Eziaku Atuama Nwokocha, “Vodou en Vogue: Fashioning Black Divinities in Haiti and the United States” (UNC Press, 2023)

In Haitian Vodou, spirits impact Black practitioners’ everyday lives, tightly connecting the sacred and the secular. As Eziaku Atuama Nwokocha reveals in Vodou En Vogue: Fashioning Black Divinities in Haiti and the United States (UNC Press, 2023), that connection is manifest in the dynamic relationship between public religious ceremonies, material aesthetics, bodily adornment, and spirit possession. Nwokocha spent more than a decade observing Vodou ceremonies from Montreal and New York to Miami and Port-au-Prince. She engaged particularly with a Haitian practitioner and former fashion designer, Manbo Maude, who presided over Vodou temples in Mattapan, Massachusetts, and Jacmel, Haiti. With vivid description and nuanced analysis, Nwokocha shows how Manbo Maude’s use of dress and her production of ritual garments are key to serving Black gods and illuminate a larger transnational economy of fashion and spiritual exchange.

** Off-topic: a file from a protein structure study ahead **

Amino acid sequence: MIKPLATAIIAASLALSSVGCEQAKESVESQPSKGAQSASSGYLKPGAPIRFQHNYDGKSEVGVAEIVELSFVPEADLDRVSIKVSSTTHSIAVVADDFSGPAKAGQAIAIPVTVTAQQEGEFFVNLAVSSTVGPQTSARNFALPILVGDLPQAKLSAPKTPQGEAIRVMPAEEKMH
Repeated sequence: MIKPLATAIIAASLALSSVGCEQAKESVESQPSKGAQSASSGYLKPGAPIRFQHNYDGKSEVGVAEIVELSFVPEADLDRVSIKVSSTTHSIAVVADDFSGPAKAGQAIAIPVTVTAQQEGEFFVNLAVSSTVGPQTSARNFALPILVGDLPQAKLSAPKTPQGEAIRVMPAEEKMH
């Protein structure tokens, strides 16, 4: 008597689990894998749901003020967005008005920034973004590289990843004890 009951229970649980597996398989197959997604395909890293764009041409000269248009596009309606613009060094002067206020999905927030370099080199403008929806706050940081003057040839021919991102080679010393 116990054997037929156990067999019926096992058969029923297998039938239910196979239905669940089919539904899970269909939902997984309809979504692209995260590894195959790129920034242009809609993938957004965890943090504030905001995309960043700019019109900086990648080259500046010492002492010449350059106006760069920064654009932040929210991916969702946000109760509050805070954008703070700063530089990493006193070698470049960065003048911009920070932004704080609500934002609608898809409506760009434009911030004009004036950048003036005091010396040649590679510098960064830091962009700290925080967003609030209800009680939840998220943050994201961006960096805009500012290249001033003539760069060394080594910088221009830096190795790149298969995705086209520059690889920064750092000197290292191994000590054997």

Eziaku Atuama Nwokocha is assistant professor of religion at the University of Miami.

Reighan Gillam is an Associate Professor in the Department of Latin American, Latino, and Caribbean Studies at Dartmouth College. Her research examines the ways in which Afro-Brazilian media producers foment anti-racist visual politics through their image creation. She is the author of Visualizing Black Lives: Ownership and Control in Afro-Brazilian Media (University of Illinois Press).

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